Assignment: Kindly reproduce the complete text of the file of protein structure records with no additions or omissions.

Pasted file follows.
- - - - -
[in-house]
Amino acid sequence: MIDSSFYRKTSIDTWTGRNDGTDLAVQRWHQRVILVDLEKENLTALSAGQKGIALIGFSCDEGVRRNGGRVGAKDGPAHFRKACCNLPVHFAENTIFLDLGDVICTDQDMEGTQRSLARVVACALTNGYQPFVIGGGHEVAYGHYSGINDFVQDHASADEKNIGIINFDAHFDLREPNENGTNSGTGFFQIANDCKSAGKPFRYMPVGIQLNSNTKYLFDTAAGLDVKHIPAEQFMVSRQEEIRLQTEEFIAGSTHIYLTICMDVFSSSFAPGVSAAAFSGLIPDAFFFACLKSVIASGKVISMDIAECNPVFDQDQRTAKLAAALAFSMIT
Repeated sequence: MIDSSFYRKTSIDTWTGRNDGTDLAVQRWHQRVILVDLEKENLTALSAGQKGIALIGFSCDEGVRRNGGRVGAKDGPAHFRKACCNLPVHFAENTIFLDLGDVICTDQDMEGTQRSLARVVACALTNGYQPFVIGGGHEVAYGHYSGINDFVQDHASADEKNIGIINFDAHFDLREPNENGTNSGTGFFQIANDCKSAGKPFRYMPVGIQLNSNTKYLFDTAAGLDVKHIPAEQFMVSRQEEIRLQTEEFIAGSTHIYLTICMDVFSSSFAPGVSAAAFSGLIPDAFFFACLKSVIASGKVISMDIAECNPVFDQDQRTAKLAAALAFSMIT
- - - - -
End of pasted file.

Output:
[in-house]
Amino acid sequence: MIDSSFYRKTSIDTWTGRNDGTDLAVQRWHQRVILVDLEKENLTALSAGQKGIALIGFSCDEGVRRNGGRVGAKDGPAHFRKACCNLPVHFAENTIFLDLGDVICTDQDMEGTQRSLARVVACALTNGYQPFVIGGGHEVAYGHYSGINDFVQDHASADEKNIGIINFDAHFDLREPNENGTNSGTGFFQIANDCKSAGKPFRYMPVGIQLNSNTKYLFDTAAGLDVKHIPAEQFMVSRQEEIRLQTEEFIAGSTHIYLTICMDVFSSSFAPGVSAAAFSGLIPDAFFFACLKSVIASGKVISMDIAECNPVFDQDQRTAKLAAALAFSMIT
Repeated sequence: MIDSSFYRKTSIDTWTGRNDGTDLAVQRWHQRVILVDLEKENLTALSAGQKGIALIGFSCDEGVRRNGGRVGAKDGPAHFRKACCNLPVHFAENTIFLDLGDVICTDQDMEGTQRSLARVVACALTNGYQPFVIGGGHEVAYGHYSGINDFVQDHASADEKNIGIINFDAHFDLREPNENGTNSGTGFFQIANDCKSAGKPFRYMPVGIQLNSNTKYLFDTAAGLDVKHIPAEQFMVSRQEEIRLQTEEFIAGSTHIYLTICMDVFSSSFAPGVSAAAFSGLIPDAFFFACLKSVIASGKVISMDIAECNPVFDQDQRTAKLAAALAFSMIT